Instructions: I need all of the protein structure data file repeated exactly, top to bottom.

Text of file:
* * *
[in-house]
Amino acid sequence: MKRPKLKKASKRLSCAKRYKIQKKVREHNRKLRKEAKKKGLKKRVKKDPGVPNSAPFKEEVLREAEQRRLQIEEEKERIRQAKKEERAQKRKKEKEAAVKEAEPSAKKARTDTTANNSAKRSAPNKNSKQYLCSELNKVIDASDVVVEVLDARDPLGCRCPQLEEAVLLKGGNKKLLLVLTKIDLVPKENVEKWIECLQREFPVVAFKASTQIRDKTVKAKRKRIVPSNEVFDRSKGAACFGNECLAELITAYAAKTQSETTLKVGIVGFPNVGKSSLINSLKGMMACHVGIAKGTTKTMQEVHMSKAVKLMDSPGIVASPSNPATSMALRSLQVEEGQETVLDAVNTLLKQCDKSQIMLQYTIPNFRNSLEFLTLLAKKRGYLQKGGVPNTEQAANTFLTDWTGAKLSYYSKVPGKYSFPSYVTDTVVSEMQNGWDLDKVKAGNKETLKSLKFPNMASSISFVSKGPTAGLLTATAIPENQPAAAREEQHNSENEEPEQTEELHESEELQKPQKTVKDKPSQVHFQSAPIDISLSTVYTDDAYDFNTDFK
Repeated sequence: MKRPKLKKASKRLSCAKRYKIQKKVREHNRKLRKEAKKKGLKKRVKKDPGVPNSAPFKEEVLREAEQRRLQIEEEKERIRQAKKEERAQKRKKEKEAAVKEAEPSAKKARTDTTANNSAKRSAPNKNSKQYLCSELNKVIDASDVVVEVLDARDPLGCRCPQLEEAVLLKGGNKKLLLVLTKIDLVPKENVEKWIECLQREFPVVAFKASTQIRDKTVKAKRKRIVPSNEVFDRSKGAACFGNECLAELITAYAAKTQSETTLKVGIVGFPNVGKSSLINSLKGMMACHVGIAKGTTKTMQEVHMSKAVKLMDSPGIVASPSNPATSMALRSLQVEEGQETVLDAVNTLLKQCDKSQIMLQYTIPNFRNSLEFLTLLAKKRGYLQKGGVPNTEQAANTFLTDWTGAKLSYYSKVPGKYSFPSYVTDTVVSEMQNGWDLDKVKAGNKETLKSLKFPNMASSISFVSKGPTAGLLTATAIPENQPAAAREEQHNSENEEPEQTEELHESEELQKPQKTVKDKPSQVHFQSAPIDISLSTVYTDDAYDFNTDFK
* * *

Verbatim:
[in-house]
Amino acid sequence: MKRPKLKKASKRLSCAKRYKIQKKVREHNRKLRKEAKKKGLKKRVKKDPGVPNSAPFKEEVLREAEQRRLQIEEEKERIRQAKKEERAQKRKKEKEAAVKEAEPSAKKARTDTTANNSAKRSAPNKNSKQYLCSELNKVIDASDVVVEVLDARDPLGCRCPQLEEAVLLKGGNKKLLLVLTKIDLVPKENVEKWIECLQREFPVVAFKASTQIRDKTVKAKRKRIVPSNEVFDRSKGAACFGNECLAELITAYAAKTQSETTLKVGIVGFPNVGKSSLINSLKGMMACHVGIAKGTTKTMQEVHMSKAVKLMDSPGIVASPSNPATSMALRSLQVEEGQETVLDAVNTLLKQCDKSQIMLQYTIPNFRNSLEFLTLLAKKRGYLQKGGVPNTEQAANTFLTDWTGAKLSYYSKVPGKYSFPSYVTDTVVSEMQNGWDLDKVKAGNKETLKSLKFPNMASSISFVSKGPTAGLLTATAIPENQPAAAREEQHNSENEEPEQTEELHESEELQKPQKTVKDKPSQVHFQSAPIDISLSTVYTDDAYDFNTDFK
Repeated sequence: MKRPKLKKASKRLSCAKRYKIQKKVREHNRKLRKEAKKKGLKKRVKKDPGVPNSAPFKEEVLREAEQRRLQIEEEKERIRQAKKEERAQKRKKEKEAAVKEAEPSAKKARTDTTANNSAKRSAPNKNSKQYLCSELNKVIDASDVVVEVLDARDPLGCRCPQLEEAVLLKGGNKKLLLVLTKIDLVPKENVEKWIECLQREFPVVAFKASTQIRDKTVKAKRKRIVPSNEVFDRSKGAACFGNECLAELITAYAAKTQSETTLKVGIVGFPNVGKSSLINSLKGMMACHVGIAKGTTKTMQEVHMSKAVKLMDSPGIVASPSNPATSMALRSLQVEEGQETVLDAVNTLLKQCDKSQIMLQYTIPNFRNSLEFLTLLAKKRGYLQKGGVPNTEQAANTFLTDWTGAKLSYYSKVPGKYSFPSYVTDTVVSEMQNGWDLDKVKAGNKETLKSLKFPNMASSISFVSKGPTAGLLTATAIPENQPAAAREEQHNSENEEPEQTEELHESEELQKPQKTVKDKPSQVHFQSAPIDISLSTVYTDDAYDFNTDFK